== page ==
Pulmonary Rehabilitation After Hospitalization for COPD: The PROPEL Study

Posted on September 06, 2017   |   
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What is Pulmonary Rehabilitation?

Pulmonary Rehabilitation is a program of education and exercise classes that teaches you about your lungs, how to exercise and do activities with less difficulty breathing, and how to "live better” with your lung condition. Many studies have shown that people with COPD who complete a Pulmonary Rehabilitation program are less short of breath, are able to walk further, feel stronger, and have better quality of life. These health benefits are usually greater than those from any other COPD therapy.

What are some of the challenges of Pulmonary Rehabilitation?

PulmonaryRehabilitation Unfortunately, about 9 in 10 people with COPD do not complete pulmonary rehabilitation. There are many reasons. Some people do not have pulmonary rehabilitation programs close to their homes, or have difficulty getting to and from the program. Others have too much already going on in their lives to attend pulmonary rehabilitation. There is usually a co-pay since insurance does not cover the full cost of pulmonary rehabilitation.

Pulmonary Rehabilitation After Hospitalization for COPD: The PROPEL Study

With the help of many people and organizations, the COPD Foundation hopes to develop and test a “next generation” pulmonary rehabilitation program (NextGen Pulmonary Rehabilitation). If it is shown that such a program can reduce hospitalizations and prolong life, it may be possible that similar programs could be covered by insurance and become more widely available. We are planning the PROPEL Study to evaluate NextGen Pulmonary Rehabilitation and are trying to find out whether people with COPD would be willing to join. We are requesting funding from the National Institutes of Health and need to provide evidence that a sufficient number of people would volunteer for the study.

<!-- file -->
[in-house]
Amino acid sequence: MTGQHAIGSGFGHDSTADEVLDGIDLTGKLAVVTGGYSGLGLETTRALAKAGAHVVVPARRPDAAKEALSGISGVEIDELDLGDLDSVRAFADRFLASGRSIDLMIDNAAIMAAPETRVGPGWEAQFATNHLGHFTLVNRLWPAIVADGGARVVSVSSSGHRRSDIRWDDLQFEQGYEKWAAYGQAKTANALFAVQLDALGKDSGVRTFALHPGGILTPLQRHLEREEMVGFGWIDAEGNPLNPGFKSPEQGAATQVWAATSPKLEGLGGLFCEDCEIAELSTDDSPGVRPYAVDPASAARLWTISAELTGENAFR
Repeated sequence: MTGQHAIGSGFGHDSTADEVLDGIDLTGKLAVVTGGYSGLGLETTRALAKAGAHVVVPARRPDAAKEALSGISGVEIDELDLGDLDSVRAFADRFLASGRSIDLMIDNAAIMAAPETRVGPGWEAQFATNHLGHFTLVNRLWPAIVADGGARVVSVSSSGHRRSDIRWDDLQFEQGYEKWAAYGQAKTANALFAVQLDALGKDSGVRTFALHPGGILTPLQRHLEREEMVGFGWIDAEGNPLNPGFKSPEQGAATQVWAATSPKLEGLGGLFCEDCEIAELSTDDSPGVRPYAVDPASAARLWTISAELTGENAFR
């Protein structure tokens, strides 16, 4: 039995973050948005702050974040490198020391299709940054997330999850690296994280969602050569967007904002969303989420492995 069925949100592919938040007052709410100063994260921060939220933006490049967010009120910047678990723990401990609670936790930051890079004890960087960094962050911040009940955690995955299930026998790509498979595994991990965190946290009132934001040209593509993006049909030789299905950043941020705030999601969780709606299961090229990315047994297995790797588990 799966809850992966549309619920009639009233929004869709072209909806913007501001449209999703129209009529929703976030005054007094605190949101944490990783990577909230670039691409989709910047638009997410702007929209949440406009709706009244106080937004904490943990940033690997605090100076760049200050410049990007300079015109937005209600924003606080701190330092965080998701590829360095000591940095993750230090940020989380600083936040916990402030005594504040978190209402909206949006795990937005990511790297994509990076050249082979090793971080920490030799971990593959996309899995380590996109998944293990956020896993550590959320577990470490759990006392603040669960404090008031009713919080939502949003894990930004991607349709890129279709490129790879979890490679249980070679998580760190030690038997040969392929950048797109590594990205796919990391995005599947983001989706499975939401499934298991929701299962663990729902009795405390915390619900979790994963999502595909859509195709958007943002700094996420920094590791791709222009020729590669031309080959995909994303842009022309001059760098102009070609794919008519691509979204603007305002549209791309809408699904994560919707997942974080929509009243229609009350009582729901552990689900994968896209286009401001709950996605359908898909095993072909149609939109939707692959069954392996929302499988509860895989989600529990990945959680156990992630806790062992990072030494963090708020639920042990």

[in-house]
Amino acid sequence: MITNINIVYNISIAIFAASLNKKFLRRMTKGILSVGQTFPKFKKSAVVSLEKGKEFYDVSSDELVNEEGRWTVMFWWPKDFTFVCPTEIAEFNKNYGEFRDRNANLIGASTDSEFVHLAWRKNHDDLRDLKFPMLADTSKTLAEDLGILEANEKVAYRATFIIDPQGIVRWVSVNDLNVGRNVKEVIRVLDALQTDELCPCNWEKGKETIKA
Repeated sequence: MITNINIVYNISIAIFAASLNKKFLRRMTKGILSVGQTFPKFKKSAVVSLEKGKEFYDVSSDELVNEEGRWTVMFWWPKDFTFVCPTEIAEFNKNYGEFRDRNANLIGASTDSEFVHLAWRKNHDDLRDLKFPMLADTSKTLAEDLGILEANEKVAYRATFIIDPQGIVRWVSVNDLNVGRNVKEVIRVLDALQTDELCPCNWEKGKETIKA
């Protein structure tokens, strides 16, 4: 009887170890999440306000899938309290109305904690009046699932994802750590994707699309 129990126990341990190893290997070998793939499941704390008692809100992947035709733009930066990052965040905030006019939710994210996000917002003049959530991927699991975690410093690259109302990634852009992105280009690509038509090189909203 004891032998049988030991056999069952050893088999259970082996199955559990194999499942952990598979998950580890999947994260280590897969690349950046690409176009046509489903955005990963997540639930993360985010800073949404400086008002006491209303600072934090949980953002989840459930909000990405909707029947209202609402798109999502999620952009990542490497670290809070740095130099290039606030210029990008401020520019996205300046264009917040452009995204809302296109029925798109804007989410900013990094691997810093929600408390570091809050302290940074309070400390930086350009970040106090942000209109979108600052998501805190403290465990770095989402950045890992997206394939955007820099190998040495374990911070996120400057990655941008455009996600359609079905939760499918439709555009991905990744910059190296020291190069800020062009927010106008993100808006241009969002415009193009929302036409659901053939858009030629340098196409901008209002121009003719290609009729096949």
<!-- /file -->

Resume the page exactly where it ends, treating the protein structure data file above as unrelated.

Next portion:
People would be eligible whether or not they have previously participated in Pulmonary Rehabilitation. The PROPEL Study will specifically involve people who have been hospitalized with a COPD-related illness.


The study will ask people to agree to participate in a Pulmonary Rehabilitation program starting a few weeks after hospital discharge and lasting about a year, with sessions occurring an average of 2 times a week for 3 months, and then 2 times a month for 9 months.

People with COPD who join the PROPEL Study will be also asked to attend three evaluation sessions during the year, each lasting about half a day. In addition, you would participate in phone interviews every three months. These evaluation sessions and phone interviews are needed to measure the health effects of the NextGen Pulmonary Rehabilitation program.



  • The rehabilitation program would be provided at no charge
  • Transportation would be provided if needed
  • A modest compensation would be provided for the time spent participating in evaluation sessions and phone interviews
  • Each patient’s personal doctor would be involved in medical treatment decisions


Please complete the survey regarding the PROPEL Study here.

Please note that your survey responses do not obligate you to participate in the PROPEL Study.


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  • How can people find a pulmonary rehabilitation program near home?
    • J Krishnan,

      I am not sure if you are asking as it pertains to this study or just in general.

      If you are interested for yourself outside of this study you will need a prescription from your doctor. Most likely your doctor will know however I would do my own research. I learned the hard way that not all programs are created equal. Google Pulmonary Rehabilitation your town, your state, it will list facilities in your area. Some have a AACVPR certification which might be an indicator that it has a better program.

    • Rehab is for life (in more ways than one). Building the habits and staying motivated isn't always easy. More than once my pulmo has commented that most of her patients either don't finish PR or don't continue with any kind of a maintenance program. It isn't easy but it is so important. PR (and beyond) has been my best medicine. Please seriously consider this study; free rehab, free transportation to rehab, this is a win win for anyone that participates.
  • I would be very interested in this, however, the survey is closed.
    • I find this to be interesting. A local hospital sent me information about that study.
      However,there was no mention of COPD..only on the postcard was the number to call,to see if you qualify.When I say oxygen most studies say no.